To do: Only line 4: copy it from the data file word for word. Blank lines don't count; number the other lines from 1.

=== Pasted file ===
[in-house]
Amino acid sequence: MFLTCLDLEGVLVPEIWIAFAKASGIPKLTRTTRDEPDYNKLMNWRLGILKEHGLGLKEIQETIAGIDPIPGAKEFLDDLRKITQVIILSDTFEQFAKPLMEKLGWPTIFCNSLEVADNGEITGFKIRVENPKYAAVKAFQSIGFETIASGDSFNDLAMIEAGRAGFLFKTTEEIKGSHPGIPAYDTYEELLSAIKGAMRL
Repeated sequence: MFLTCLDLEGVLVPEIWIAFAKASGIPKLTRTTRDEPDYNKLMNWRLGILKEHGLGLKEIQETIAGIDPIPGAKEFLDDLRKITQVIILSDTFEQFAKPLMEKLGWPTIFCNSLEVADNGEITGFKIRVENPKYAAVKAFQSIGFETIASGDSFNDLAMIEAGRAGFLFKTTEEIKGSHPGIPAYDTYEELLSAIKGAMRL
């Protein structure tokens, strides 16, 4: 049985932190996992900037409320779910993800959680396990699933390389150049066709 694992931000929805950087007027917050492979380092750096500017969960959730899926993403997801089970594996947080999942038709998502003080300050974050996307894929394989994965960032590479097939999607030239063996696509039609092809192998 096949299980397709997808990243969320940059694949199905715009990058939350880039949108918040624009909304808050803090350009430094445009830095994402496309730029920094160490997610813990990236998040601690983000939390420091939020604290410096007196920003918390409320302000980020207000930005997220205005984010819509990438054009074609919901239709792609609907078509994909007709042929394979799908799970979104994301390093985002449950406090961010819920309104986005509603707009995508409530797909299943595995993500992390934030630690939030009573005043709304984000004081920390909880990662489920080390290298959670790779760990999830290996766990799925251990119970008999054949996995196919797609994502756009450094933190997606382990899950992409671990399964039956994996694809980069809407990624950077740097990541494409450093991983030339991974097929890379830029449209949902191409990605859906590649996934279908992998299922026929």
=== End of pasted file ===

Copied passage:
């Protein structure tokens, strides 16, 4: 049985932190996992900037409320779910993800959680396990699933390389150049066709 694992931000929805950087007027917050492979380092750096500017969960959730899926993403997801089970594996947080999942038709998502003080300050974050996307894929394989994965960032590479097939999607030239063996696509039609092809192998 096949299980397709997808990243969320940059694949199905715009990058939350880039949108918040624009909304808050803090350009430094445009830095994402496309730029920094160490997610813990990236998040601690983000939390420091939020604290410096007196920003918390409320302000980020207000930005997220205005984010819509990438054009074609919901239709792609609907078509994909007709042929394979799908799970979104994301390093985002449950406090961010819920309104986005509603707009995508409530797909299943595995993500992390934030630690939030009573005043709304984000004081920390909880990662489920080390290298959670790779760990999830290996766990799925251990119970008999054949996995196919797609994502756009450094933190997606382990899950992409671990399964039956994996694809980069809407990624950077740097990541494409450093991983030339991974097929890379830029449209949902191409990605859906590649996934279908992998299922026929």